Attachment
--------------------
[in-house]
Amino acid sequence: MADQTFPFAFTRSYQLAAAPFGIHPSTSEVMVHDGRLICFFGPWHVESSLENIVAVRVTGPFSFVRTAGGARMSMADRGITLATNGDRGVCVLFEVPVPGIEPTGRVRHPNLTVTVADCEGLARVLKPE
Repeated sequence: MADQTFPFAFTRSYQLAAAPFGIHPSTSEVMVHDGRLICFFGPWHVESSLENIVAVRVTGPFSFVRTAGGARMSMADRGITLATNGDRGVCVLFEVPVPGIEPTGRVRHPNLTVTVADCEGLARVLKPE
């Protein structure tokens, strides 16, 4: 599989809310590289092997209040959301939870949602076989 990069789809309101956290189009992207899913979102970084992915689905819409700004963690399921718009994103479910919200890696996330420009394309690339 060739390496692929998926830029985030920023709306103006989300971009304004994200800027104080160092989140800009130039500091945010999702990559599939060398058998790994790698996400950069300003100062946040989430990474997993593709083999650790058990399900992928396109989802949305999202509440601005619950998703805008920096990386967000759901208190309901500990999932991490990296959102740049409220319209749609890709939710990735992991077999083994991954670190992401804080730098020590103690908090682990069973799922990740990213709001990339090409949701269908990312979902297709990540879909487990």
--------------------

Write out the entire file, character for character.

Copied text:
[in-house]
Amino acid sequence: MADQTFPFAFTRSYQLAAAPFGIHPSTSEVMVHDGRLICFFGPWHVESSLENIVAVRVTGPFSFVRTAGGARMSMADRGITLATNGDRGVCVLFEVPVPGIEPTGRVRHPNLTVTVADCEGLARVLKPE
Repeated sequence: MADQTFPFAFTRSYQLAAAPFGIHPSTSEVMVHDGRLICFFGPWHVESSLENIVAVRVTGPFSFVRTAGGARMSMADRGITLATNGDRGVCVLFEVPVPGIEPTGRVRHPNLTVTVADCEGLARVLKPE
């Protein structure tokens, strides 16, 4: 599989809310590289092997209040959301939870949602076989 990069789809309101956290189009992207899913979102970084992915689905819409700004963690399921718009994103479910919200890696996330420009394309690339 060739390496692929998926830029985030920023709306103006989300971009304004994200800027104080160092989140800009130039500091945010999702990559599939060398058998790994790698996400950069300003100062946040989430990474997993593709083999650790058990399900992928396109989802949305999202509440601005619950998703805008920096990386967000759901208190309901500990999932991490990296959102740049409220319209749609890709939710990735992991077999083994991954670190992401804080730098020590103690908090682990069973799922990740990213709001990339090409949701269908990312979902297709990540879909487990």